Magnesium is one of those minerals that can seemingly do no harm. Beloved by natural living enthusiasts everywhere, the lists of conditions it’s been credited with curing go on and on… Leg cramps, heart palpitations, insomnia, constipation, migraines, anxiety, even incontinence. And now we can add morning sickness to that list.
I’ve read several explanations regarding the mechanism by which magnesium lessens the symptoms of morning sickness, but frankly, none of them really stand up to close scrutiny. The most popular theory I’ve run across online credits magnesium’s ability to lower cortisol levels. While it’s true that magnesium supplementation has been shown to reduce levels of this hormone, cortisol production actually peaks later in pregnancy. That means that if cortisol was to blame for morning sickness, we’d be feeling nauseated later in pregnancy, not in the first trimester.
Regardless of how it works, I have found that using a magnesium supplement can reduce the symptoms of morning sickness. For me, it seemed to take away the feeling that my digestive tract was super-irritated which was one of the worst parts of morning sickness for me. It can also lessen nausea and aversions to foods and smells.
There are several ways to increase your intake of magnesium. The best is probably to up your intake of magnesium-rich foods such as nuts and seeds, spinach, and black beans. The magnesium found in foods is most readily absorbed by your body, so if you can tolerate eating foods that are high in magnesium, consider adding them to your daily diet. It’s likely however, that you may require additional supplementation if your morning sickness symptoms are sever.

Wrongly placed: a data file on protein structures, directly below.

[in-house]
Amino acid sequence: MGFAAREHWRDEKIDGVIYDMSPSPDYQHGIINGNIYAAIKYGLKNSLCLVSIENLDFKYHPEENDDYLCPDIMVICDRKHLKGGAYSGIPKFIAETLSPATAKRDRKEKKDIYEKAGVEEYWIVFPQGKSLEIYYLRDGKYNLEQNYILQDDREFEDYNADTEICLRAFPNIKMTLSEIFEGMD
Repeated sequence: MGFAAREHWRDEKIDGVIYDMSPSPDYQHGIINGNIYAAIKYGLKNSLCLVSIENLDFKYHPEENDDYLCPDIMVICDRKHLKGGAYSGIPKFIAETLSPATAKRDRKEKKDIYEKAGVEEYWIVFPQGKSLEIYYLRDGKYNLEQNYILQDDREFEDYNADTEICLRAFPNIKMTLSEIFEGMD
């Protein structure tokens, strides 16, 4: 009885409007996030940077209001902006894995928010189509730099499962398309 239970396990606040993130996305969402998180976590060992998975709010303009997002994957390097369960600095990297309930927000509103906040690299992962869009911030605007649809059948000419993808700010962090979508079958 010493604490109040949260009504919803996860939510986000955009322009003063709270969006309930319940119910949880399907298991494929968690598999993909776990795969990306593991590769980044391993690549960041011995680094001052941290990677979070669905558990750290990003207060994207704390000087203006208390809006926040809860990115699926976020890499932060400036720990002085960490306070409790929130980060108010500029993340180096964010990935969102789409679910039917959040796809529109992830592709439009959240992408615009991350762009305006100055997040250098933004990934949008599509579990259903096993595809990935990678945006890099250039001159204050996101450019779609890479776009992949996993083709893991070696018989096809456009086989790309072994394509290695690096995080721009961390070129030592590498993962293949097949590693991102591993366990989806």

While there are many forms of magnesium supplements available, I prefer powdered magnesium citrate, taken before bedtime. The most popular and widely available brand of magnesium citrate is probably Natural Calm, but independent testing of this supplement has shown it may contain unsafe levels of lead. Not the best thing to be ingesting while pregnant (or at any time for that matter). It’s entirely possible that the lead issue had been resolved, but just to be safe, I prefer Magnesium Serene (manufactured by Source Naturals and available in several flavors — I’m partial to the tangerine).
Start by taking a half teaspoon in warm water before bedtime and gradually increase your dose until you start to experience loose stools. Then back down a bit until you’re having normal bowel movements and stay at that dose. Take it at least two hours away from any calcium supplements you may be taking, or calcium rich foods (ie don’t take it with a glass of milk). And although magnesium is usually safe to take at normal dosages during pregnancy, be sure to check with your midwife or OB before adding this (or any) supplement to your daily regimen.
The last option is topical magnesium oil or gel. Topical magnesium is gaining in popularity, but may people find that it’s irritating to their skin. It has been purported that topical magnesium is better absorbed by the body and some people swear by it, but I have personally never had great results with it for morning sickness. I do recommend it for leg cramps that may occur later in pregnancy. Of the two options available, I prefer the gel since it’s easier to measure and control.
Have you used magnesium to combat morning sickness symptoms? What form have you found to work best for you? Let me know in the comments below!